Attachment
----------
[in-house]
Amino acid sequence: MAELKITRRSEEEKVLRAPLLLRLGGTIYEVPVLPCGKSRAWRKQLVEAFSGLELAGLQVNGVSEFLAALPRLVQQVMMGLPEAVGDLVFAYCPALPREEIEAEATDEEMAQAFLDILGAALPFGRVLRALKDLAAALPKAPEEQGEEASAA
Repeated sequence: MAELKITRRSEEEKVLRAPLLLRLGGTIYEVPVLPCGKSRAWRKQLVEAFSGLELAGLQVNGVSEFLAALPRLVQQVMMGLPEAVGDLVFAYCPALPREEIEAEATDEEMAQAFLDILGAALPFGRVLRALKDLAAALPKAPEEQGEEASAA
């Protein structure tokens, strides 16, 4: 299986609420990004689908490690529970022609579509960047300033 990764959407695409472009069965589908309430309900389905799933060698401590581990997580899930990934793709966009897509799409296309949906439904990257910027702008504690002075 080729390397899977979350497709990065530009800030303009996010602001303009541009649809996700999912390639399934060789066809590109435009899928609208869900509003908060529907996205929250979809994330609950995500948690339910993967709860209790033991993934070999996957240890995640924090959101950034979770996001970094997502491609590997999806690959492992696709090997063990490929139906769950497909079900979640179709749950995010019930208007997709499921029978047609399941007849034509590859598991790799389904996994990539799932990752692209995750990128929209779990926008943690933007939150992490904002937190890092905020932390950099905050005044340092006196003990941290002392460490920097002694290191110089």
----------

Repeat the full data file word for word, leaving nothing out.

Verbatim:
[in-house]
Amino acid sequence: MAELKITRRSEEEKVLRAPLLLRLGGTIYEVPVLPCGKSRAWRKQLVEAFSGLELAGLQVNGVSEFLAALPRLVQQVMMGLPEAVGDLVFAYCPALPREEIEAEATDEEMAQAFLDILGAALPFGRVLRALKDLAAALPKAPEEQGEEASAA
Repeated sequence: MAELKITRRSEEEKVLRAPLLLRLGGTIYEVPVLPCGKSRAWRKQLVEAFSGLELAGLQVNGVSEFLAALPRLVQQVMMGLPEAVGDLVFAYCPALPREEIEAEATDEEMAQAFLDILGAALPFGRVLRALKDLAAALPKAPEEQGEEASAA
């Protein structure tokens, strides 16, 4: 299986609420990004689908490690529970022609579509960047300033 990764959407695409472009069965589908309430309900389905799933060698401590581990997580899930990934793709966009897509799409296309949906439904990257910027702008504690002075 080729390397899977979350497709990065530009800030303009996010602001303009541009649809996700999912390639399934060789066809590109435009899928609208869900509003908060529907996205929250979809994330609950995500948690339910993967709860209790033991993934070999996957240890995640924090959101950034979770996001970094997502491609590997999806690959492992696709090997063990490929139906769950497909079900979640179709749950995010019930208007997709499921029978047609399941007849034509590859598991790799389904996994990539799932990752692209995750990128929209779990926008943690933007939150992490904002937190890092905020932390950099905050005044340092006196003990941290002392460490920097002694290191110089």